Appendix B is an annotated timeline, essentially, recapping all of Appendix A and putting the various events in order with one another.  We learn that Sauron crafted the Rings of Power in the middle of the Second Age, around the same time as when the Elves and the Numenoreans were teaming up to drive him back.  We learn that the Wizards (Gandalf, Saruman, Radagast, and two others) arrived in Middle Earth around a thousand years after the Last Alliance, after the civil wars in Arnor (TA 861) and before the westward migration of the Hobbits (circa TA 1150) but long after Arwen’s birth (in TA 241).  When Gandalf first comes to Middle-Earth, one of the first folks he talks to is Cirdan, the Shipwright, who immediately presents him with one of the three Elf-rings, the Ring of Fire.  The balrog appears in Moria at about the same time that the last King of Gondor is foolishly slain, and rule passes to the Stewards.  And so on.

The timeline passes onwards and includes the events of the Hobbit and of the War of the Ring, and identifies 10 March TA 3019 as the day the sun didn’t come up, what with Sauron’s evil.  And just so we’re clear, the day the attack on Helm’s Deep was lifted was the same day that Gollum betrayed Frodo to Shelob.  Tremendously significant, I’m sure.

In other news, Lorien was assaulted on three separate occasions after Frodo left it and before the Ring was destroyed.  After the war ended and the shadow was finally lifted from Mirkwood, Celeborn (Galadriel’s husband) and Thranduil (Legolas’s father) divided up Mirkwood between them, in northern and southern halves, but after Galadriel abandoned Middle-Earth to sail west, Celeborn realized there was no reason for him to stick around either.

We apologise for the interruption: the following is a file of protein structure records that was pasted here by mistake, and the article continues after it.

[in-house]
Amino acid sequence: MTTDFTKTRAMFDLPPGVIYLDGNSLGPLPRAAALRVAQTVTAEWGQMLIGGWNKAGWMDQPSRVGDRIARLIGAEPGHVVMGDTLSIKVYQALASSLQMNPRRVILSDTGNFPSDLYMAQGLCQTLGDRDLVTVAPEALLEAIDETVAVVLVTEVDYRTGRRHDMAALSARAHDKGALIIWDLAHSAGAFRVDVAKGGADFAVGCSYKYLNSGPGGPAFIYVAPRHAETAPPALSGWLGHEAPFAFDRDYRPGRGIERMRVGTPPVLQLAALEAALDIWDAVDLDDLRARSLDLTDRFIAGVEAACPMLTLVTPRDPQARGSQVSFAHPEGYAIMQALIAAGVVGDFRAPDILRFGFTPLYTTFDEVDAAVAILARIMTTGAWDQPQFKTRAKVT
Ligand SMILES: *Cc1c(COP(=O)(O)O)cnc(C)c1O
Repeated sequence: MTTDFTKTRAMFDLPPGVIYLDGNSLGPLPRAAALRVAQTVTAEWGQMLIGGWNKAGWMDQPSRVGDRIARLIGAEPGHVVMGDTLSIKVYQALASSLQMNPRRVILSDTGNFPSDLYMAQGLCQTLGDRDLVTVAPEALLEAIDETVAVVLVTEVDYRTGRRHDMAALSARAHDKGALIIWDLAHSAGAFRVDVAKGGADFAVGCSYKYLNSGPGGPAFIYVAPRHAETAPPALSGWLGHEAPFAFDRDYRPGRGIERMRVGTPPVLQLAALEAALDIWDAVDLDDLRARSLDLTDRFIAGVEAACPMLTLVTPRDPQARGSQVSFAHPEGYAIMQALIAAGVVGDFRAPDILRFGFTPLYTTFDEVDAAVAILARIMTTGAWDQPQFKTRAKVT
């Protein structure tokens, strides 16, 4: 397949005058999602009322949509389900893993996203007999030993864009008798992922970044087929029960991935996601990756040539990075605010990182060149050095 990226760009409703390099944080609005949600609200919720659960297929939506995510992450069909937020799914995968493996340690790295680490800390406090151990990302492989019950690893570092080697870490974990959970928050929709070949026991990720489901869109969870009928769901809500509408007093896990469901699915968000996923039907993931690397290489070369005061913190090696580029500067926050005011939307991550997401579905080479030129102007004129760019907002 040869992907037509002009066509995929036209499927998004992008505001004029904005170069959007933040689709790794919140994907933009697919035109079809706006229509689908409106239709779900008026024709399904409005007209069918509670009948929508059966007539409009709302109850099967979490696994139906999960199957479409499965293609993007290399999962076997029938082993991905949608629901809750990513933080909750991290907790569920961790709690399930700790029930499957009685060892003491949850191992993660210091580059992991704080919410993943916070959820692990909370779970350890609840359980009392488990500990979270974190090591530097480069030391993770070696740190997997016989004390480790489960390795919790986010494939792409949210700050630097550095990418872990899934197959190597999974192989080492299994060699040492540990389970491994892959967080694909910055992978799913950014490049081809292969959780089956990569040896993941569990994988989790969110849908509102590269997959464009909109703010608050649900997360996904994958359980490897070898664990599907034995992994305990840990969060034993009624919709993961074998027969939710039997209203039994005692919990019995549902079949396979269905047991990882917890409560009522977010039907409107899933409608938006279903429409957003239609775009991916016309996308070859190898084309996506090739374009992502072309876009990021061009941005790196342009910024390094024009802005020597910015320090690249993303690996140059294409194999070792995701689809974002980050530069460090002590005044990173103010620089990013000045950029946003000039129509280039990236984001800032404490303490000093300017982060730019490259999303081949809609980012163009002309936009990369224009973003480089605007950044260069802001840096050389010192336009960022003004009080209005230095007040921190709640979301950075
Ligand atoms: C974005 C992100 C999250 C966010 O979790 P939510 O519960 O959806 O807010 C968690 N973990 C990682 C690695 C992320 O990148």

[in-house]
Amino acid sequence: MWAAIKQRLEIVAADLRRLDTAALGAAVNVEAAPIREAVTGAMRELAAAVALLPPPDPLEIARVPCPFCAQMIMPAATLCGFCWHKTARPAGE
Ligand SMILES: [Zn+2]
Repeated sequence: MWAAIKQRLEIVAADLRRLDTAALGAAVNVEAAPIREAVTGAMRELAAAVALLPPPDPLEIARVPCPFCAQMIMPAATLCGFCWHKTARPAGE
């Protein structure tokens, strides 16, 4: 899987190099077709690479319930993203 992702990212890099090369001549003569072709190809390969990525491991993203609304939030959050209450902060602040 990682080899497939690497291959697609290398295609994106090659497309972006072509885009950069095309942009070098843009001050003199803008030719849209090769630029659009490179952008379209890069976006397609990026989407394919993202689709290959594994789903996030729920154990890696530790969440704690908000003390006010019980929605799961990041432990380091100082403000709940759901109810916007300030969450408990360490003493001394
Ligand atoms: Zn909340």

Dain and Brand actually lost their battle, and both died, but they bought time for their soldiers to retreat into Erebor and seal it up, and they held out under the siege until the Ring was destroyed.  Then Bard II, Brand’s son, became king, and Thorin III, Dain’s son, became the other king, and were allied with Gondor.


Then there’s an adorable little timeline about the later life of Merry, Pippin, and Sam, starting with Frodo passing westward over the sea.  Sam has a bunch of kids and grandkids and is elected Mayor of Hobbiton, Merry may or may not have kids but becomes Master of Buckland, and Pippin becomes Thain of the Shire and has a bunch of kids.  Some of Sam’s kids and some of Pippin’s kids marry and have more kids.  Eventually Aragorn has the Shire expanded, adding a sizable chunk of land to the west of it, and one of Sam’s sons-in-law becomes the Warden there.

Sixty years after Frodo left, Sam’s wife died and within three months he said farewell to his kids, abandoned the Shire, rode out to the Havens, and got on the next boat West.  At about the same time, Eomer (then super old) sent word to Merry, asking him to visit, which he and Pippin did.  They arrived in Rohan to find Eomer on his deathbed, and paid their respects.  Afterwards they did not return to the Shire but retired to Gondor, where they passed away.

Sixty years after that, Aragorn died of old age.  Merry and Pippin’s tombs were moved into the same crypt as his.  Legolas was living in northern Mirkwood at the time, but when he heard about it he built a ship, and sailed along the Anduin to Rohan.  There he picked up Gimli, and the two of them sailed off to the West together.


Primary Sources: the Return of the King Appendices, Part 14 of 15 — No Comments

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